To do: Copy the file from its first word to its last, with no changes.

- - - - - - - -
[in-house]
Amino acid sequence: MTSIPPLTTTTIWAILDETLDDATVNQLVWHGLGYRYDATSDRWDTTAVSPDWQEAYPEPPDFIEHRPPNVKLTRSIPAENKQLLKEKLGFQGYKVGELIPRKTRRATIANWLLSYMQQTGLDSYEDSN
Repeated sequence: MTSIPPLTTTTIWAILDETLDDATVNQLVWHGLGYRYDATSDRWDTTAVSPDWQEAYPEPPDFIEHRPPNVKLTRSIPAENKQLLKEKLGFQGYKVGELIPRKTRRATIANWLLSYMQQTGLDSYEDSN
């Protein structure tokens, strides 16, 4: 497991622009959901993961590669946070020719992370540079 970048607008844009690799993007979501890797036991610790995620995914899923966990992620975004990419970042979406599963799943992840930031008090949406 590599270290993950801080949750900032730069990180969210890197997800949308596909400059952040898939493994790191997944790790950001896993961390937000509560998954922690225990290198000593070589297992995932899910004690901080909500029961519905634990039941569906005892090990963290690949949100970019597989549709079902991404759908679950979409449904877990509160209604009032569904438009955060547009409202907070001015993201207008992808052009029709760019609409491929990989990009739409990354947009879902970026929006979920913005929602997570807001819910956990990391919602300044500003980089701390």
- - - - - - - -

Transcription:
[in-house]
Amino acid sequence: MTSIPPLTTTTIWAILDETLDDATVNQLVWHGLGYRYDATSDRWDTTAVSPDWQEAYPEPPDFIEHRPPNVKLTRSIPAENKQLLKEKLGFQGYKVGELIPRKTRRATIANWLLSYMQQTGLDSYEDSN
Repeated sequence: MTSIPPLTTTTIWAILDETLDDATVNQLVWHGLGYRYDATSDRWDTTAVSPDWQEAYPEPPDFIEHRPPNVKLTRSIPAENKQLLKEKLGFQGYKVGELIPRKTRRATIANWLLSYMQQTGLDSYEDSN
């Protein structure tokens, strides 16, 4: 497991622009959901993961590669946070020719992370540079 970048607008844009690799993007979501890797036991610790995620995914899923966990992620975004990419970042979406599963799943992840930031008090949406 590599270290993950801080949750900032730069990180969210890197997800949308596909400059952040898939493994790191997944790790950001896993961390937000509560998954922690225990290198000593070589297992995932899910004690901080909500029961519905634990039941569906005892090990963290690949949100970019597989549709079902991404759908679950979409449904877990509160209604009032569904438009955060547009409202907070001015993201207008992808052009029709760019609409491929990989990009739409990354947009879902970026929006979920913005929602997570807001819910956990990391919602300044500003980089701390």